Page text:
The impact of aviation on anthropogenic climate change is currently estimated to be about 4%. While this value alone appears rather small, it is important to realize that i) commercial aviation is expected to grow 2-4 times by 2050, and ii) aviation lags behind current advances in the broader energy, transportation, and agricultural sectors that actively reduce greenhouse gas emissions. Therefore, aviation is woefully underestimated in its projected impact on anthropogenic climate change for the coming decades. A further exacerbating fact is that only half of aviation’s impact on global warming is actually caused by greenhouse gas emissions (i.e., CO2, NOx, water vapor, etc.), while the other half is a side product of operating aircraft in the cold upper troposphere: Contrail clouds.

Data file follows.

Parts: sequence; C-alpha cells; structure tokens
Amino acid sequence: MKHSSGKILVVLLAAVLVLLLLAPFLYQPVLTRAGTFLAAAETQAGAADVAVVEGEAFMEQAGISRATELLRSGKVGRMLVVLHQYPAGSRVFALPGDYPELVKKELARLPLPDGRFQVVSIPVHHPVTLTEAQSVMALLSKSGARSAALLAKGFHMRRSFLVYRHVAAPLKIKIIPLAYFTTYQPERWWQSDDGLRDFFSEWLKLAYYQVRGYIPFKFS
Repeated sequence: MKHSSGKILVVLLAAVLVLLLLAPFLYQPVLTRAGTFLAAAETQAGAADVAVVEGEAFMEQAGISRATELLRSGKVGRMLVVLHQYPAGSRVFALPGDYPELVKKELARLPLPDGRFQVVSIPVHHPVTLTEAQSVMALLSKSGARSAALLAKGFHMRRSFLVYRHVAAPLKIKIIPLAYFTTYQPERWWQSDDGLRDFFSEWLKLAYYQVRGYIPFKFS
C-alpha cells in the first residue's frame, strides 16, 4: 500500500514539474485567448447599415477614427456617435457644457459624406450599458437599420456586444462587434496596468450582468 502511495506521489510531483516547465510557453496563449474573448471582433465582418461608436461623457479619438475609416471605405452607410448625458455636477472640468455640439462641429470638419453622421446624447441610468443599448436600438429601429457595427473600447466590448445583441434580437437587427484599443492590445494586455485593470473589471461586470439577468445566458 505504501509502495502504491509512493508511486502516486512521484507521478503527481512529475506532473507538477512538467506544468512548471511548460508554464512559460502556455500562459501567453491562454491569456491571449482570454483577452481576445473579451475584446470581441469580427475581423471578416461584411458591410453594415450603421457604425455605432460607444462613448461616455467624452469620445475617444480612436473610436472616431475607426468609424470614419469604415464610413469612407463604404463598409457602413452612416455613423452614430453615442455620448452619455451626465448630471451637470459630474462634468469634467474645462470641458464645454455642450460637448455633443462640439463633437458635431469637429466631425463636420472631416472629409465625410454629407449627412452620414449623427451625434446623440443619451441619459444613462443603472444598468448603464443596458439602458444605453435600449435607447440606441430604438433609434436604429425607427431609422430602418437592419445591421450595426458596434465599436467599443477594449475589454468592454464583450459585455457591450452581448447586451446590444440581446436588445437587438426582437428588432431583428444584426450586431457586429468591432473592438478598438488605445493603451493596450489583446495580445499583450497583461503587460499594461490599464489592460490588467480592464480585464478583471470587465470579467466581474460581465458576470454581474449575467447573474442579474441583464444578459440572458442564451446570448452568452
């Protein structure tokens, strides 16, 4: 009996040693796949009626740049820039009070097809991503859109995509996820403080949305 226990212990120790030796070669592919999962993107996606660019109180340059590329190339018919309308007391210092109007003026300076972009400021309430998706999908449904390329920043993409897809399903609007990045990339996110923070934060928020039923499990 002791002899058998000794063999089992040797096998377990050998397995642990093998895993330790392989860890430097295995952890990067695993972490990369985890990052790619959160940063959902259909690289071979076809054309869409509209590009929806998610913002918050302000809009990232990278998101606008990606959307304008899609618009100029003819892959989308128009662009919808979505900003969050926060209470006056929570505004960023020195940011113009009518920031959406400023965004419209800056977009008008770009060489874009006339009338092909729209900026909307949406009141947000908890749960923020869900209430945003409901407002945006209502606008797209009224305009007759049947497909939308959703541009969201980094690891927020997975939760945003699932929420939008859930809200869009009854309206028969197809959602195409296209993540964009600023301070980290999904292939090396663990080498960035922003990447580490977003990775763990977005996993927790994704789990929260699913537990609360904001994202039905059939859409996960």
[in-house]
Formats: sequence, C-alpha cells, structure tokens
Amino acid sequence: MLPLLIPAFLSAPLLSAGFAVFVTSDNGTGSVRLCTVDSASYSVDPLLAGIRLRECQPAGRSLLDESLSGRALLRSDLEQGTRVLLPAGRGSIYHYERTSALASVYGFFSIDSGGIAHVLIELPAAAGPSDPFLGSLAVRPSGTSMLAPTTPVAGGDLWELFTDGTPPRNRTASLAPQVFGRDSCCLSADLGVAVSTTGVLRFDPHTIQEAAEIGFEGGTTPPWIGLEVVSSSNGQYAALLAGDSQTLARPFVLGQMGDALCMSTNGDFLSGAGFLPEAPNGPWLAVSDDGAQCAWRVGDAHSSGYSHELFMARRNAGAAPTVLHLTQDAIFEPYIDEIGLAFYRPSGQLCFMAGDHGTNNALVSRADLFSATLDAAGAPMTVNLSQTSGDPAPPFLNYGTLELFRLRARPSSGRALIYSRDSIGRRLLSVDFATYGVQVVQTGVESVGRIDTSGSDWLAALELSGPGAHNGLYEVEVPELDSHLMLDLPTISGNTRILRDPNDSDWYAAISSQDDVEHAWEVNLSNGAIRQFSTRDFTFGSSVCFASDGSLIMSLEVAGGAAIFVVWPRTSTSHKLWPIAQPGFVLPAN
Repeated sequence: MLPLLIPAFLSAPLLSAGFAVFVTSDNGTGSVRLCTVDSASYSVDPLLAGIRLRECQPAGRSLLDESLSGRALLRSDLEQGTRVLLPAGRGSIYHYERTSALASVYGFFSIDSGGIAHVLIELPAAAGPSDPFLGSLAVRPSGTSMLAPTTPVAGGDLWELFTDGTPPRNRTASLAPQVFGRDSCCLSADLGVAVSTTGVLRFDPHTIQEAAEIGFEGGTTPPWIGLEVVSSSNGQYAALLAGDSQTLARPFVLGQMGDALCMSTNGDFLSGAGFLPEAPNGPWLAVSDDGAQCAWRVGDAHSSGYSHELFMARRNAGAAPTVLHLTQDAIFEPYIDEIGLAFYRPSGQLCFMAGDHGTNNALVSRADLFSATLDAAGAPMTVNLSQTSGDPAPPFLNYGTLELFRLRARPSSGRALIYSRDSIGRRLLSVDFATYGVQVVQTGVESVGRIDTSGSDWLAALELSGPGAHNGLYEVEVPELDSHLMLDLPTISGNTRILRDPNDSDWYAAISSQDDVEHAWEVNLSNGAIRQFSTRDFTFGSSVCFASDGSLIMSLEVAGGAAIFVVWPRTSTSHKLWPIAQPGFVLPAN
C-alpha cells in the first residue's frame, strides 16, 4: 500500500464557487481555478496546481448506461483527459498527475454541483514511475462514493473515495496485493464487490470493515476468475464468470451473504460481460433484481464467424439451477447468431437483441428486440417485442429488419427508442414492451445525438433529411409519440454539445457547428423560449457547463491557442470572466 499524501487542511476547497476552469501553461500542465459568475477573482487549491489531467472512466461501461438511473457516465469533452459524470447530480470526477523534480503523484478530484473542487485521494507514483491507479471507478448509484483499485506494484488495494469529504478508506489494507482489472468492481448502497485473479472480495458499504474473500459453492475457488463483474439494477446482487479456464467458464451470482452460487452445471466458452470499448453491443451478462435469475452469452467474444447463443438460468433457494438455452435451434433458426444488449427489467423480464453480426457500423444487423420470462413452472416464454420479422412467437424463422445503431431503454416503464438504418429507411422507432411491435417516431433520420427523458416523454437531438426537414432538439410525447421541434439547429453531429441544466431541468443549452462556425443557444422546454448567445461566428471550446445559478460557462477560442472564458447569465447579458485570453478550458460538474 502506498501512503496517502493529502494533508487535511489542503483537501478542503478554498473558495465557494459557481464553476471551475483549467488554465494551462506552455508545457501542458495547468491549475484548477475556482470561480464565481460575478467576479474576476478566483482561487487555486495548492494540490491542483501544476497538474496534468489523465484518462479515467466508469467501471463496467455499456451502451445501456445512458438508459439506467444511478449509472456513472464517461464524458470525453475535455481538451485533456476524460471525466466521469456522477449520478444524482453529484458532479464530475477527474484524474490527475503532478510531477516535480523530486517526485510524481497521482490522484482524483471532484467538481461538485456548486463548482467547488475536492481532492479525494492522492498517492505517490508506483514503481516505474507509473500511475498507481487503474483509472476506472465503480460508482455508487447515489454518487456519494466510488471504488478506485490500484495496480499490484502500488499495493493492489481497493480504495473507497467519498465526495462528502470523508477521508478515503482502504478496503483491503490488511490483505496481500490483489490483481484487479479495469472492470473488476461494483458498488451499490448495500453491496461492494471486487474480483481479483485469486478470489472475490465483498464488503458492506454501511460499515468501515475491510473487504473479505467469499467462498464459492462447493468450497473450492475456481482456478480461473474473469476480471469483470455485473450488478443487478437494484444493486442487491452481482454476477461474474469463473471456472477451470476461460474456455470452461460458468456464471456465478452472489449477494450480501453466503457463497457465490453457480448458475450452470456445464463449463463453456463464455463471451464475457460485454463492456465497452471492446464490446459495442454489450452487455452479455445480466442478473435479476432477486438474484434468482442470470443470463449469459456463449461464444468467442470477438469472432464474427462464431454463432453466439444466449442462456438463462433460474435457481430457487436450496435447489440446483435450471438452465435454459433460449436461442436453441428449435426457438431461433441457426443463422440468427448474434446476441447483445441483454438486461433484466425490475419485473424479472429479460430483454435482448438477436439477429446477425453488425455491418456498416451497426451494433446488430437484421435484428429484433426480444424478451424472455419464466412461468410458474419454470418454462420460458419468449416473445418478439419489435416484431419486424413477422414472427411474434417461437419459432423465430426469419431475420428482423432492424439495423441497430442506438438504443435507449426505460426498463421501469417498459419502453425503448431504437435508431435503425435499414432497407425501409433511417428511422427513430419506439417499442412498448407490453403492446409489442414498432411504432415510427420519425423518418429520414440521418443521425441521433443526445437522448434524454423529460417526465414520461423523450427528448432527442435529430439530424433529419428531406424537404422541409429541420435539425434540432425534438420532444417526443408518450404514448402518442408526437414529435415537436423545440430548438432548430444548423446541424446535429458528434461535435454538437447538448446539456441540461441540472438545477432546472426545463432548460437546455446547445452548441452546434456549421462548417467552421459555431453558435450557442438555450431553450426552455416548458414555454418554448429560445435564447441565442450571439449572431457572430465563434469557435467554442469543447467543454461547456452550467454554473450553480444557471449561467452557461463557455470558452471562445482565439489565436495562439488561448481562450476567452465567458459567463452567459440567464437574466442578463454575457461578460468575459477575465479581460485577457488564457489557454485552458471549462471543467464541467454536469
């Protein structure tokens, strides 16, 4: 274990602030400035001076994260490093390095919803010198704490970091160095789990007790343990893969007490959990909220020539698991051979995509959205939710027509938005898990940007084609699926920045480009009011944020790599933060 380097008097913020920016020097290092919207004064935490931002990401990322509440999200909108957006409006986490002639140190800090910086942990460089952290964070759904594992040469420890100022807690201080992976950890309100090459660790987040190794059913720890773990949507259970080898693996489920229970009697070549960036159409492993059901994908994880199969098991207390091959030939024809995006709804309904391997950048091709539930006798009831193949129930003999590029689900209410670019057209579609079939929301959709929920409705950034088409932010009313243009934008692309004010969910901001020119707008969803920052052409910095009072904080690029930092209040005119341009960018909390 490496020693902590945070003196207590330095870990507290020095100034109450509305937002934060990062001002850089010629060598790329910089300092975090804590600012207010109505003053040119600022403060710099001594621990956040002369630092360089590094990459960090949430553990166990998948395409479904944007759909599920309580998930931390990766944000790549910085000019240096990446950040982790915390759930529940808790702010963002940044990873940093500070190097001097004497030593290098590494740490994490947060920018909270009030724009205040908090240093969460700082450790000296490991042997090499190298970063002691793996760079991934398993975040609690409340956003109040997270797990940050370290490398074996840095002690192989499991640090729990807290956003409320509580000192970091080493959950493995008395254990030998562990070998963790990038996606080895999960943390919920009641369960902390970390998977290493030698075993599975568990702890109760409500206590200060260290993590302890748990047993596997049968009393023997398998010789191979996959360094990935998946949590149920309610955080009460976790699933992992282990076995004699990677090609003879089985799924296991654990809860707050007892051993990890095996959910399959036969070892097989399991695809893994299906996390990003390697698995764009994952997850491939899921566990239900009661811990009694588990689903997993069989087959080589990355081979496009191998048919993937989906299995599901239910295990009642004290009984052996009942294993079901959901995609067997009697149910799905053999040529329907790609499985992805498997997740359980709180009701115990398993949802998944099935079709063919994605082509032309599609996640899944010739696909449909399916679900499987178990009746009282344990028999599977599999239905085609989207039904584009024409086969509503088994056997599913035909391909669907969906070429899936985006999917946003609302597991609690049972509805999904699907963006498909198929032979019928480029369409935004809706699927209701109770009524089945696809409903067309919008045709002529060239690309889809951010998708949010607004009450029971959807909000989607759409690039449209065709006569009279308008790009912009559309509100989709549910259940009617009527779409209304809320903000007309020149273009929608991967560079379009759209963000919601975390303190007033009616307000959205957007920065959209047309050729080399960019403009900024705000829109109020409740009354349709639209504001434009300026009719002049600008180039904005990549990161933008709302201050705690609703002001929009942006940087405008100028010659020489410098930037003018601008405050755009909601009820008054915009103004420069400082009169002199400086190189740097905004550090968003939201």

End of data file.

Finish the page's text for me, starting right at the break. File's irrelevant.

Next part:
The proposed project relies on a unique collaboration and expertise between aerospace engineering, geography, and engineering/physics, i) producing data on contrail formation in jet engine exhausts of current and anticipated future concept aircraft, ii) predicting the contrail net radiative forcing (NRF) from satellite images, iii) using data-assimilation techniques to extrapolate the contrail NRF of new engine and aircraft concepts, and iv) conducting life-cycle analyses (LCA) of the potential impact of future aviation technologies towards more sustainable and energy-efficient aviation.